The Battle Before the War | Politics | Chicago Reader

The Battle Before the War 

Before the teachers' union can fight layoffs and pay cuts, it has to resolve an internal struggle.

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In the last year or so CORE has also joined forces with community groups like the Pilsen Alliance and Blocks Together to protest school closings, which, of course, cost teachers their jobs.

But in this election, Huberman's proposed cuts are the primary issue. Huberman says that without more state aid he has no choice but to fire teachers since he's already pared central office staff to the bone.

Lewis contends that at the very least Huberman should first rescind the pay increases that he and scores of other central office staffers have received (which I wrote about in an April cover story).

"We need to be honest about our budget," says Lewis. "If you're asking people to make serious sacrifices."

In the last few weeks Stewart's been trying to play catch-up by showing teachers she's willing to be just as tough with Huberman. On May 25, when CORE called for a march on City Hall, Stewart joined it—and got her supporters to show up wearing red, her campaign color. All told about 5,000 teachers marched from the Board of Education offices at 125 S. Clark Street to City Hall.

There were five candidates running for president in the May 28 election, including Lynch. Stewart, the top vote-getter, drew only 35 percent, short of the majority she needed to win. Lewis finished second with about 34 percent.

Lewis isn't calling for strikes. Instead, she wants the union to search the board's books for waste—in vendor contracts as well as central office salaries. CORE has even threatened to take on tax increment financing, Mayor Daley's chief economic development program, which siphons off tens of millions of dollars a year that would otherwise go to the schools. Jackson Potter, a member of CORE, sued CPS in Cook County Circuit Court in May because the board ignored his Freedom of Information Act request for "any information" showing how TIFs have impacted school funding.

Stewart says there's no point in scrutinizing the books—because most information that comes from the central office is misinformation or fabrication anyway. While I'd never agree it's pointless to go over those records, I can sort of see where she's coming from, having recently pored over the CPS budget for a Reader cover story, only to be told by officials that it's not accurate and that what I really should look at was the official payroll—which by the way I'd need to file a FOIA to see.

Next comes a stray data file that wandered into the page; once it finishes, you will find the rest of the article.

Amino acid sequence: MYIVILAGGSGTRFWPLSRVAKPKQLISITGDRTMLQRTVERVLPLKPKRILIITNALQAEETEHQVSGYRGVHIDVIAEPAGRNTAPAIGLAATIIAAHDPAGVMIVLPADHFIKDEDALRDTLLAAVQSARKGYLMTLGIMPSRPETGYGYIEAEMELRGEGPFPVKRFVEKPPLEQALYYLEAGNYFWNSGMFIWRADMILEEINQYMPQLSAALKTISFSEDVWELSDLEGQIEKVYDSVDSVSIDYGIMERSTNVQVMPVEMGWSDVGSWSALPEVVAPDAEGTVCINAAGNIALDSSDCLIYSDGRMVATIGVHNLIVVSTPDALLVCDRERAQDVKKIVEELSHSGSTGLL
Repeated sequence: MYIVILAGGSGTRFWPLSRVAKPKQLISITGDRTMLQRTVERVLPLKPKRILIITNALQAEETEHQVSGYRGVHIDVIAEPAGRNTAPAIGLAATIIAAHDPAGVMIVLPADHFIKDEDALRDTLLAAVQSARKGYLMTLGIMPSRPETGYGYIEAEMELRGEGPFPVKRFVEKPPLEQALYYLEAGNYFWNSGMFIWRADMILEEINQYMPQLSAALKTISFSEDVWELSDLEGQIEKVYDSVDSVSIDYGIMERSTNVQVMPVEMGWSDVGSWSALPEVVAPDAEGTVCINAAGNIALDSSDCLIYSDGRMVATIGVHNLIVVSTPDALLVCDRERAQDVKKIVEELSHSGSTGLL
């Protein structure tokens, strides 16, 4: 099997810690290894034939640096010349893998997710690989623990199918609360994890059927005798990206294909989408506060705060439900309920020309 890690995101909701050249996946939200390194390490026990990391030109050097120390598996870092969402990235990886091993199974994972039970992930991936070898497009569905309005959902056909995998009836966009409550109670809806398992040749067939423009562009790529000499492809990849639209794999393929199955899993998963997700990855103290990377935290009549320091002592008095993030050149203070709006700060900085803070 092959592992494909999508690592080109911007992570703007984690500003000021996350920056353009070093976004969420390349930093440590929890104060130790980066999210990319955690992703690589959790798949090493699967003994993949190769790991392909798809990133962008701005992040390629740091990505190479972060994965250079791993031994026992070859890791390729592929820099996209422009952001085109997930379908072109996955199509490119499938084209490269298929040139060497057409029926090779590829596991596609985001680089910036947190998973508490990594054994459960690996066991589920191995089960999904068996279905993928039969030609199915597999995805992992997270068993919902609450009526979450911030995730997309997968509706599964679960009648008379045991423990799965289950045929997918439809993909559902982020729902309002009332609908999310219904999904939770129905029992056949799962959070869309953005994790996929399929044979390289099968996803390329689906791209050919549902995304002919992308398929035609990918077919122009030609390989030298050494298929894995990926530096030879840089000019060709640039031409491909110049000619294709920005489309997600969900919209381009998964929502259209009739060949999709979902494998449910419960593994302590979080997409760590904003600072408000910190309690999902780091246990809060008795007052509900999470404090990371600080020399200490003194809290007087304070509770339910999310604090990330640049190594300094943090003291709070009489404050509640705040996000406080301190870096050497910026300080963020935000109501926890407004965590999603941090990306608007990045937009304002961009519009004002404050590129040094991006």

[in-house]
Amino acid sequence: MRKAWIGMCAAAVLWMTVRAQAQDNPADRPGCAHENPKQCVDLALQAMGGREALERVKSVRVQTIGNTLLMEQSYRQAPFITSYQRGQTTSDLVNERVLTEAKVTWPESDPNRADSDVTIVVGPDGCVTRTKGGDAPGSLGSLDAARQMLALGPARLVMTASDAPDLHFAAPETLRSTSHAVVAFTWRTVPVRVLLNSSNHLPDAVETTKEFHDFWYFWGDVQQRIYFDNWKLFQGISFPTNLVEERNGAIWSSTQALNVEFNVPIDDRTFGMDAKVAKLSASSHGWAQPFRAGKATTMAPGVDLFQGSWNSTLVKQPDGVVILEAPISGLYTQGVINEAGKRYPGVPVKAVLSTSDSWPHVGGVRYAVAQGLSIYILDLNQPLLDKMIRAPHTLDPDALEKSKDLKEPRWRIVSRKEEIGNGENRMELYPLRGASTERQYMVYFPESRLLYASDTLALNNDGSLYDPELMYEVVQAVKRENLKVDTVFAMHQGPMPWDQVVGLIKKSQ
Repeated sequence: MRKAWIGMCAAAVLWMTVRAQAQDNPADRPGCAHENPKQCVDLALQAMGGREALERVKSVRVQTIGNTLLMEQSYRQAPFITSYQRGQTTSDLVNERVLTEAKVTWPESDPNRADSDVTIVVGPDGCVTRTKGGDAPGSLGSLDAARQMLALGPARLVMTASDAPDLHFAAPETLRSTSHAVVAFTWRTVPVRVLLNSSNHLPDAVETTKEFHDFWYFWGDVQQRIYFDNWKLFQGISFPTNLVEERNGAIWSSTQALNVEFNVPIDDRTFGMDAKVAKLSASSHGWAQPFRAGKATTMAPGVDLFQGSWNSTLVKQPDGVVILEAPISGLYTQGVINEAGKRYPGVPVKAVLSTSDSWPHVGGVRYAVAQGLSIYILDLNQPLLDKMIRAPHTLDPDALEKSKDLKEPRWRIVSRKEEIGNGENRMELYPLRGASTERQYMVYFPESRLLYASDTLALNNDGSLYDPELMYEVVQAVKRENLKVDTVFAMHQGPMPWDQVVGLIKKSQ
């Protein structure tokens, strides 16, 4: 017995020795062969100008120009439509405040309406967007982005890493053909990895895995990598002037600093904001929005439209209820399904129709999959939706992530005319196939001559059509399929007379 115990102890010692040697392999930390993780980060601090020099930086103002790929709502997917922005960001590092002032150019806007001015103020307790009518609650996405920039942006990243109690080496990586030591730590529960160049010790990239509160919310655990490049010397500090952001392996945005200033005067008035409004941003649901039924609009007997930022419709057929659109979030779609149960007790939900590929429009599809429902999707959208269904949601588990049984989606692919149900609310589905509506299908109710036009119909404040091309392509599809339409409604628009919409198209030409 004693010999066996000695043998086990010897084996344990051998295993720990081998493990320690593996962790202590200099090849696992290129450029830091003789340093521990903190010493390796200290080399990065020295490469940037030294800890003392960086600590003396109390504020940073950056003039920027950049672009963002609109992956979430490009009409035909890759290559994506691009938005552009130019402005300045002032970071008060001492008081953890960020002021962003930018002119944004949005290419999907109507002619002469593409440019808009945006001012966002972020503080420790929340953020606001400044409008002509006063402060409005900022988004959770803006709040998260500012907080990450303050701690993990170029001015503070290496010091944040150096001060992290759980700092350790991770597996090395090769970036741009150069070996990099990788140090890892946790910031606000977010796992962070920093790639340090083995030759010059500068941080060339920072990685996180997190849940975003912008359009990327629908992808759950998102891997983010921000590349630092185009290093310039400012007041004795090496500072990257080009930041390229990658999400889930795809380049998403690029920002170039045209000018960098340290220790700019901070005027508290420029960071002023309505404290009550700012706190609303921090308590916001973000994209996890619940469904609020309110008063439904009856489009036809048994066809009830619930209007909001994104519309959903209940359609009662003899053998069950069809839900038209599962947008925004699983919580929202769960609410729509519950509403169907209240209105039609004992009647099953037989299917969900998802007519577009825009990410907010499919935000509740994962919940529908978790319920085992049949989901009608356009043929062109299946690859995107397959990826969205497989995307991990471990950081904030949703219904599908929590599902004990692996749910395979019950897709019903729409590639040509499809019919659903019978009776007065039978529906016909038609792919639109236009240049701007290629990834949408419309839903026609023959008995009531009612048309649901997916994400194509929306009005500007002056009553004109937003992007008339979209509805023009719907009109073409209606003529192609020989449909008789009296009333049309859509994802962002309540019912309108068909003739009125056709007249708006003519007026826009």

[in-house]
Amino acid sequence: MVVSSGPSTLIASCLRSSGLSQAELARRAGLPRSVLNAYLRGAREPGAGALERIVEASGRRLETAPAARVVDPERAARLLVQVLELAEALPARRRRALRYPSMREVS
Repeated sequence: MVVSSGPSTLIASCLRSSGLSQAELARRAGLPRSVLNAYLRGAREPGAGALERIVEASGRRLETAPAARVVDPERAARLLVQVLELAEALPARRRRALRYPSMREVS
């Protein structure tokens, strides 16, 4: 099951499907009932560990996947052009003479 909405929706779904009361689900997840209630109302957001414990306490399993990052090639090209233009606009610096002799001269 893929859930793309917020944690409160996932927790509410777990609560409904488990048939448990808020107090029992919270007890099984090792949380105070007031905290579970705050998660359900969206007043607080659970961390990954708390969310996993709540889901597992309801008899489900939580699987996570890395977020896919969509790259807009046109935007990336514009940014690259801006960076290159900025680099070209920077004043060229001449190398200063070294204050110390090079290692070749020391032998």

"Our labor lawyers have told us: when the board shows us their numbers, those numbers are lies," says Stewart.

Finally there's the matter of Stewart's salary. As union president, Stewart makes about $144,000 and another $68,000 in benefits. She also makes $83,000 a year as the secretary-treasurer of the Illinois Federation of Teachers, the CTU's parent organization.

Lewis notes that these salaries come out of membership dues—Chicago teachers don't have to belong to the CTU but have to contribute about $930 each per year, a share of which goes to the IFT. She says she won't make more than the highest-paid teacher, which is just under $120,000 a year. "How can you criticize Huberman for making $230,000 a year during these hard times if you're making so much more than your members?" she says.

Stewart says she earns every nickel she makes because she works around the clock at the two jobs. "I don't even want to talk about my salary—it's not an issue," Stewart says. "The issue of this election is not about what I make—it's about protecting the contract. Most of our members realize that."   

Ben Joravsky discusses his reporting weekly with journalist Dave Glowacz at

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